2005 Salt Lake City Annual Meeting (October 16–19, 2005)

Paper No. 3
Presentation Time: 8:30 AM


ORRIS, G.J., US Geological Survey, 520 N. Park Ave., Suite 355, Tucson, AZ 85719 and HARVEY, G.J., US Air Force, 1801 10th St., Bldg. 8, Suite 200, Wright-Patterson, OH 45433, greta@usgs.gov

Perchlorate contamination of water and soils became a matter of public interest in the mid-1980's. Most of this contamination was tied to anthropogenic point sources such as rocket fuel manufacturing plants and testing sites. Advances in the sensitivity of perchlorate detection techniques in the late 1990's showed that contamination at ppb levels was widespread, but not all the perchlorate could be traced to anthropogenic sources. Natural perchlorate salts were first identified in Chilean nitrate-bearing caliches more than 100 years ago. For most of the intervening time, that occurrence has been considered unique. However, recent work indicates that at least some perchlorate is of probable natural origin and that accumulations of perchlorate are most likely to occur in geologic materials under geologic and climatic conditions similar to, but not as pronounced, as those that existed during the formation of the Chilean deposits. This study has identified perchlorate in a variety of sediments, soils, and dusts from arid and semi-arid environments in the United States and elsewhere using a tandem IC-MS-MS analytical process.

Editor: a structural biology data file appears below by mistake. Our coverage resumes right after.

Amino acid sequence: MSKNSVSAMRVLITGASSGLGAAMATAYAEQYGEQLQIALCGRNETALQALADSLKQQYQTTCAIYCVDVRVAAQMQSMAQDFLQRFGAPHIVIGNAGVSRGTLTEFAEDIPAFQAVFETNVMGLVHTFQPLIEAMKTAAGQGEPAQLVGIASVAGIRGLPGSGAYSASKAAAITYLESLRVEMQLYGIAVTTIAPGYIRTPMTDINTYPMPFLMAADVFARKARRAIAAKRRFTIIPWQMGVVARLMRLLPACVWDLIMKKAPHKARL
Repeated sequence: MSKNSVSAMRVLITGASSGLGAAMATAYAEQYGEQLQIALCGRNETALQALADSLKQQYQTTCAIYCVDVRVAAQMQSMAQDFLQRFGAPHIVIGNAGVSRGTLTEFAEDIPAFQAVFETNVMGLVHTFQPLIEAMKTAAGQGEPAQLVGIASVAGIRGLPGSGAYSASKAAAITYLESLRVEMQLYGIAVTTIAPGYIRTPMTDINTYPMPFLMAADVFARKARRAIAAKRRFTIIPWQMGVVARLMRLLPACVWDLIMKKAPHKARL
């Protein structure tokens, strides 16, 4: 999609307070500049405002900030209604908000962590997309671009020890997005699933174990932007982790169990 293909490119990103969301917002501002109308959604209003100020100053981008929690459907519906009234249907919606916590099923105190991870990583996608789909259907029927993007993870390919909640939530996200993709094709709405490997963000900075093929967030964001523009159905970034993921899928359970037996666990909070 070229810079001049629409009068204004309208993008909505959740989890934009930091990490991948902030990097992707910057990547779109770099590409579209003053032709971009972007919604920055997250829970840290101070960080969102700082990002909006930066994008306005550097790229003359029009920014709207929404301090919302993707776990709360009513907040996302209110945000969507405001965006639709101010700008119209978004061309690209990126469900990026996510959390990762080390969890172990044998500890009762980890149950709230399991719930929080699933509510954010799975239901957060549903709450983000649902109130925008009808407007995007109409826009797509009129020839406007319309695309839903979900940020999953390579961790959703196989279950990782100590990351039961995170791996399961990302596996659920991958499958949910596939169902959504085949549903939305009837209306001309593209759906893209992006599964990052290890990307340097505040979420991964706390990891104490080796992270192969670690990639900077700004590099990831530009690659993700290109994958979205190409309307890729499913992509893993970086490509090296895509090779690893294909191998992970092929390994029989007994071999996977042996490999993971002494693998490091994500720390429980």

When natural perchlorate is present, it typically occurs in amounts ranging from 1 to a few tens of ppb, although significantly higher concentrations have also been detected. Most of our recent samples were collected where no possible anthropogenic activity can be identified. George Ericksen had suggested that perchlorate in the Chilean nitrate deposits may have resulted from the reaction of chlorine with ozone. More recent work by Texas Tech researchers and others has shown that perchlorate can be formed under atmospheric conditions and that it can be detected in precipitation. Natural perchlorate appears to be concentrated in soils and sediments under climatic and geologic conditions similar to natural nitrate. These conditions include an arid to semi-arid climate and the presence of semi-permeable to impermeable soil and sediment layers. Other factors that may play a part in natural concentration of perchlorate include the length of time permissive conditions existed, closed basin hydrology, accumulation in plants, volcanic activity, presence/absence of organic matter, unusual climatic conditions such as drought, and overall sediment composition.